You are running several groups and teaching school-wide guidance lessons. Isn’t that everything? Not quite, new counselor. You need to create space for individual sessions. This is where you will work one-on-one with a child and help them implement strategies for success. Sound intimidating? Don’t worry, I’ve got you covered. Here are some first steps to take when planning individual sessions.
Key Components of a School Counseling Program:
Who will I see for individual sessions?
You will likely receive referrals from teachers and possibly parents or the students themselves! Check out the referral form I use here. Oftentimes the SST team may refer students to see you as an intervention. Remember these are students who have the most intense need of your caseload. They have already received tier 1 guidance lessons and tier 2 small group counseling. An exception to this rule may be if they are coming in for a one-time occurrence (more on that below) or if they have a unique need so there are not other students to place them in a group with.
When will I meet with my individual students?
As always, it is important to get parent permission. Download this editable permission slip for free here. Once the permission slip is returned you can schedule a time that works best with their teacher. I recommend meeting with students for 20-30 minutes once a week for 6-8 weeks. You can then re-evaluate to see if the student needs continued sessions or an outside referral.
Sometimes you may be asked to meet with a student regarding a specific situation. This is more of a “check-in”, you can talk with the student and decide if further counseling sessions are needed.
Keep in Mind: Don’t Create Co-dependence
My first year counseling, I saw some students weekly for almost the entire year. Their parents and teachers wanted them to continue seeing me. This was a mistake on my end as it is our role as school counselors to deliver short-term solution focused counseling. The students were very dependent on seeing me and if I was at my other site or out sick they didn’t handle it well. This can become especially problematic if you are not going to be at that school the following year. These students need a support system in place that is comprised of more than just you.
After meeting with a student for an allotted amount of time, we need to assess what we are doing and decide if the student needs an outside referral or if they have progressed, move them to a lower tier intervention such as a group. (As listed in the ASCA School Counselor Competencies IV-C-3. School counselors engage in developmental counseling and short-term responsive counseling n IV-C-4. School counselors should refer students to district or community resources to meet more extensive needs such as long-term therapy or diagnoses of disorders). Your job as a school counselor is to put yourself out of a job. You want to equip the student with the skills they need to succeed in an academic and social emotional setting.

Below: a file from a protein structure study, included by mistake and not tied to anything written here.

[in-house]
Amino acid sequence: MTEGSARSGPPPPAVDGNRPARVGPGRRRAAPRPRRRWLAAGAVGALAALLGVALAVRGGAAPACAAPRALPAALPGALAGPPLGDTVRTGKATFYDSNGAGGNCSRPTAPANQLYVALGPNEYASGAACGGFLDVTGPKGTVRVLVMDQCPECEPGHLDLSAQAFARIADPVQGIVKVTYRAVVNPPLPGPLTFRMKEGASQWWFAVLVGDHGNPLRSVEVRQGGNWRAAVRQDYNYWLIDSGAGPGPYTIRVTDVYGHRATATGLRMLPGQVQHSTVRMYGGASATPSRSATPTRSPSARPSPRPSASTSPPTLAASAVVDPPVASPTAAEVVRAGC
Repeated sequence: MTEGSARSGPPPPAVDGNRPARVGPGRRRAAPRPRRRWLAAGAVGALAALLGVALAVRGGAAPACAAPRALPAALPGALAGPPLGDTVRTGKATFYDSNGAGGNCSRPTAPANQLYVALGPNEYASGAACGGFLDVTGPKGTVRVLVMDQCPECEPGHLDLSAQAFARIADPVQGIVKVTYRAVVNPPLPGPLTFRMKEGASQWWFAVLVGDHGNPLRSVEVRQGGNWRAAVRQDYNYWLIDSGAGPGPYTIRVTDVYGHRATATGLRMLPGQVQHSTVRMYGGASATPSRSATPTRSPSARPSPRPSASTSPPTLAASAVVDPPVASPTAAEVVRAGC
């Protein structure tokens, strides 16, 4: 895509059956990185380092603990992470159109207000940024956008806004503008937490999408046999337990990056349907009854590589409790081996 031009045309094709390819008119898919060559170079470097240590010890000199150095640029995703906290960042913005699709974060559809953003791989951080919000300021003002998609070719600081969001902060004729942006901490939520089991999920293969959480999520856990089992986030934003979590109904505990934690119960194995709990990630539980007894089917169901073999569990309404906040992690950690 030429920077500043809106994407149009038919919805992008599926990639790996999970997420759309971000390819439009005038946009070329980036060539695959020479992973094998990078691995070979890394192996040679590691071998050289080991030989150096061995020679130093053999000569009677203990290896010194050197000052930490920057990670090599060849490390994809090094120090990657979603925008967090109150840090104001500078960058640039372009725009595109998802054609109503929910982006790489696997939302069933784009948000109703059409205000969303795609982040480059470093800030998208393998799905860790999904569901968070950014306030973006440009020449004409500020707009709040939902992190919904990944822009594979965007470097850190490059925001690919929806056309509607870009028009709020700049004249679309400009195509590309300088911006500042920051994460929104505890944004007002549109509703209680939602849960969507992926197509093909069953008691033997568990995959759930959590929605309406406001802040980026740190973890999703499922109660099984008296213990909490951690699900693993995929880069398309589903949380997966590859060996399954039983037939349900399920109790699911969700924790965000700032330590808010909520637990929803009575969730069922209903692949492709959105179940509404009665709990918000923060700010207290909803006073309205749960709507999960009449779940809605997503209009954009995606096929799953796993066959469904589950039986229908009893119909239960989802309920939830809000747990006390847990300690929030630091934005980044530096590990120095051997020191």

How do I stay organized?
Keep a folder with the student’s name on it. This is where you will track your sessions, keep worksheets they’ve completed, and keep papers for future activities. Check out my tips for staying organized in this video.
What will I do with my individual students?
During the first session, it is a good idea to keep it light and build rapport. Play some get to know you games and try to foster a relationship with the student. In the following sessions, start with a check in or warmup, then do an activity to cover a concept they are working on. Finish the session with some sort of reflection. You can also have students complete self-assessments during the first and last session to track progress and collect data. Check out the self-assessments I use here.
Individual sessions are a vital part of your school counseling program. I typically prefer groups because I am able to reach more kids in less time but the difference you can make with a child one-on-one is invaluable. You’ve got this!
Comment below with activities you like to do in individual sessions. I’d love to know!